That, my friends, is known as cognitive dissonance.  I know I must renounce violence.  But if every righteous person renounces it, who will fight to keep the coyotes out of the henhouse?

qb

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6 Comments leave one →
  1. 15 May 2008 11:03 pm

    Wondering in cyberspace and in Frisco: but is Chavez in our henhouse or one of our making abraod because of national vanity rather than humility? It’s one thing to defend with violence (and that a last resort) our borders and fellow citizens against violence, another to export that violence as a means of . . . well what? Coop

  2. queueball permalink*
    16 May 2008 9:41 am

    My take is that the picture is a bit more nuanced than that – there’s bound to be some virtue in supporting the Colombians’ national transformation – but I take your point. Energy independence, chimera though it be today, would permit us to be less aggressive globally in creating the “for-me-or-against-me” dualisms that animate foreign policy in the U. S.

    An aside: Reducing energy consumption is a sine qua non; simply pursuing energy efficiency will not do the trick.

    qb

  3. Ben permalink
    16 May 2008 3:59 pm

    There is a case to be made for defense of the innocent under the heading of loving one’s neighbor. If we believe it is worthwhile to impose Christian ideals on government (which is an interestingly convoluted task) then, at least, we serve our neighbor by brandishing the sword before the aggressor across the river making him think twice about his next move – in my humble opinion.

  4. Ben permalink
    16 May 2008 3:59 pm

    There is a case to be made for defense of the innocent under the heading of loving one’s neighbor. If we believe it is worthwhile to impose Christian ideals on government (which is an interestingly convoluted task) then, at least, we serve our neighbor by brandishing the sword before the aggressor across the river making him think twice about his next move – in my humble opinion.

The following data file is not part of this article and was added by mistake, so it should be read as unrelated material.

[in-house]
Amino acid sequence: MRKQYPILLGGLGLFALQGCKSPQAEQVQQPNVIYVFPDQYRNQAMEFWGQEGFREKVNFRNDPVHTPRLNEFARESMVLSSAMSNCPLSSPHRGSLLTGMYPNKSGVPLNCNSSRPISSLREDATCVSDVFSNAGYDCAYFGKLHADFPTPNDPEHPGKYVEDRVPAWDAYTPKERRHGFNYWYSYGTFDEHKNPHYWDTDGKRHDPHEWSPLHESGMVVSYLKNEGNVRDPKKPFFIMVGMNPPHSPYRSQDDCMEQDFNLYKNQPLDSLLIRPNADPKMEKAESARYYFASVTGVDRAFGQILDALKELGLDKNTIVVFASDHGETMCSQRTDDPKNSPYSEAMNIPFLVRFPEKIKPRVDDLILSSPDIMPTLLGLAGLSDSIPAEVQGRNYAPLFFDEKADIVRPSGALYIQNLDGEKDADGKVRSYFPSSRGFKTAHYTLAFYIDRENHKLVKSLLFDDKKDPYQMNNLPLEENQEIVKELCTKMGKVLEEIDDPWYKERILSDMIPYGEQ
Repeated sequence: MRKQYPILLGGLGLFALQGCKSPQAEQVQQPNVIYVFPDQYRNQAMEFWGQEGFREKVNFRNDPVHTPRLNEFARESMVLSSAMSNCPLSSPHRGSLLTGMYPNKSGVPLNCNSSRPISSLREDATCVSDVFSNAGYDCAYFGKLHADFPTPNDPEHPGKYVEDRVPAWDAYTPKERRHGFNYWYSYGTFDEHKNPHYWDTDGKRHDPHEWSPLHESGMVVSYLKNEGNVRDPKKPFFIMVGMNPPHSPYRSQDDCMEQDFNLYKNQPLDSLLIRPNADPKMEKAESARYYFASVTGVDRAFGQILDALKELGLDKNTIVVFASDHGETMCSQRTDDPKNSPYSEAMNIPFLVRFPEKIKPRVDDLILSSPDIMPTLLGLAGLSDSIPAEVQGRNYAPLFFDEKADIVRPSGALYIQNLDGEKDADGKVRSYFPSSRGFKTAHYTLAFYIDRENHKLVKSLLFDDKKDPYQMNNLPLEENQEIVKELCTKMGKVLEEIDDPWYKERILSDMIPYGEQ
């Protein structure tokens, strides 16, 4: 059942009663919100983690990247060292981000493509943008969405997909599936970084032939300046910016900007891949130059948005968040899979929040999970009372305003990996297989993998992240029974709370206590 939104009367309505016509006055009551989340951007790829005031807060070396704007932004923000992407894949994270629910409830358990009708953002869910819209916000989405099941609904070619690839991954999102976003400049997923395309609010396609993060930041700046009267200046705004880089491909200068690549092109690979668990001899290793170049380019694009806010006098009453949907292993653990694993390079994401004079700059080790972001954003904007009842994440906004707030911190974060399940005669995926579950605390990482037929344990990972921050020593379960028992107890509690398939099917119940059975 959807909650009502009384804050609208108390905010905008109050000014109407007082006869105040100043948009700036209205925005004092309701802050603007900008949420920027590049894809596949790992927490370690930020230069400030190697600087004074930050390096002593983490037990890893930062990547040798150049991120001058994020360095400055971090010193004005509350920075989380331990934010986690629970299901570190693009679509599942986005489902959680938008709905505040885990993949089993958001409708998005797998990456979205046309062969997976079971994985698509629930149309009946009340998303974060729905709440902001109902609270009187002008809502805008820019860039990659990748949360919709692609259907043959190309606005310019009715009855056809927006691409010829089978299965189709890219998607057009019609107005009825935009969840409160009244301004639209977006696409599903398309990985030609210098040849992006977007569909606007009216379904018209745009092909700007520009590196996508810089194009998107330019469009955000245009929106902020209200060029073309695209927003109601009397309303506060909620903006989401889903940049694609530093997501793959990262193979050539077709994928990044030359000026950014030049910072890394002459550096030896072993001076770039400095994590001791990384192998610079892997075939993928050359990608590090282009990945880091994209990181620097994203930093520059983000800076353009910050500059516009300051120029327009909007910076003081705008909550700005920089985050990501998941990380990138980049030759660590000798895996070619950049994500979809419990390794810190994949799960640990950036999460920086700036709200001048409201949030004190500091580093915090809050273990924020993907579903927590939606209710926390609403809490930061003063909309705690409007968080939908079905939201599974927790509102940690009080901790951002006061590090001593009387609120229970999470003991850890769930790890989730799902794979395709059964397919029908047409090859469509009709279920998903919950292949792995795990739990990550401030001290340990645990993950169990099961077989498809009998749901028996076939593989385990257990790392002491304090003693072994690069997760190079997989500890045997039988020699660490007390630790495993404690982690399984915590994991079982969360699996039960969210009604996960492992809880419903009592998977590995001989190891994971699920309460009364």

5. queueball permalink*
    16 May 2008 5:10 pm

    And that brings me to the next quandary, Ben. Let’s say I decide, as a matter of discipleship to Jesus, that I must adopt the pacifist stance. (That’s where Yoder ended up.) By what logic do I then elect to enjoy the fruits (i. e., by staying here in America) of political freedom paid for by the blood of soldiers whom I have now effectively refused to join? And what form does my discipleship take in reference to the military men and women who worship God with me? Hays has some interesting thoughts on these matters, but he doesn’t take me far enough down the road.

    Glad you stopped by, Ben. Golf before too terribly long, I hope. qb

  6. Andrea permalink
    7 July 2008 11:51 am

    I’m catching up on what you’ve been up to, little brother, and I couldn’t let this entry pass without commenting. For more than 20 years I have hated the word “ought” and wanted it to be outlawed. I try to not use the word at all and have become fairly decent at catching the word before it takes hold in my brain and/or leaves my mouth. I didn’t really understand why I felt that way but this entry helped me me see that I have been fighting the is/ought battle. How can there be so many “oughts” when there are so few real “is”? There should be a one to one correlation. I guess now I have to decide what is/oughts actually exist. Easy, huh.

    Have a great week.